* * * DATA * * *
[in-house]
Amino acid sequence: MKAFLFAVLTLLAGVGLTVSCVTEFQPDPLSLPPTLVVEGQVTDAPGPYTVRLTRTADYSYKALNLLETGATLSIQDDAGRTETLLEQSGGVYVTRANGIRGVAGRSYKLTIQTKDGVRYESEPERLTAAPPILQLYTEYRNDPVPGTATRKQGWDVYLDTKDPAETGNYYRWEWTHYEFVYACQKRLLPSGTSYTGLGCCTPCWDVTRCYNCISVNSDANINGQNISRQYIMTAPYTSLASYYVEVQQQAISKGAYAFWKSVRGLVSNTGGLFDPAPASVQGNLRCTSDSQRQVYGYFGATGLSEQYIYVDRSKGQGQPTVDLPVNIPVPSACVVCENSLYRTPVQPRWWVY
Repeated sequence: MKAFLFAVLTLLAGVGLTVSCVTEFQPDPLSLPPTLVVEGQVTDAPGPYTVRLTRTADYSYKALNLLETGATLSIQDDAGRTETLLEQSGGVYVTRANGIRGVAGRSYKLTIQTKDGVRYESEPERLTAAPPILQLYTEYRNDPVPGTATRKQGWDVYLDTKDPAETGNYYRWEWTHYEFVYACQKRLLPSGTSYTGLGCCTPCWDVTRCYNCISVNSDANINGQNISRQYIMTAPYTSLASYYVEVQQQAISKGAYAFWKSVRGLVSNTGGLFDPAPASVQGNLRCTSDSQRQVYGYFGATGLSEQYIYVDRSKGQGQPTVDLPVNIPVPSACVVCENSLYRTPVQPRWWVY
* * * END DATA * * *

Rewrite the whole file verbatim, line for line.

[in-house]
Amino acid sequence: MKAFLFAVLTLLAGVGLTVSCVTEFQPDPLSLPPTLVVEGQVTDAPGPYTVRLTRTADYSYKALNLLETGATLSIQDDAGRTETLLEQSGGVYVTRANGIRGVAGRSYKLTIQTKDGVRYESEPERLTAAPPILQLYTEYRNDPVPGTATRKQGWDVYLDTKDPAETGNYYRWEWTHYEFVYACQKRLLPSGTSYTGLGCCTPCWDVTRCYNCISVNSDANINGQNISRQYIMTAPYTSLASYYVEVQQQAISKGAYAFWKSVRGLVSNTGGLFDPAPASVQGNLRCTSDSQRQVYGYFGATGLSEQYIYVDRSKGQGQPTVDLPVNIPVPSACVVCENSLYRTPVQPRWWVY
Repeated sequence: MKAFLFAVLTLLAGVGLTVSCVTEFQPDPLSLPPTLVVEGQVTDAPGPYTVRLTRTADYSYKALNLLETGATLSIQDDAGRTETLLEQSGGVYVTRANGIRGVAGRSYKLTIQTKDGVRYESEPERLTAAPPILQLYTEYRNDPVPGTATRKQGWDVYLDTKDPAETGNYYRWEWTHYEFVYACQKRLLPSGTSYTGLGCCTPCWDVTRCYNCISVNSDANINGQNISRQYIMTAPYTSLASYYVEVQQQAISKGAYAFWKSVRGLVSNTGGLFDPAPASVQGNLRCTSDSQRQVYGYFGATGLSEQYIYVDRSKGQGQPTVDLPVNIPVPSACVVCENSLYRTPVQPRWWVY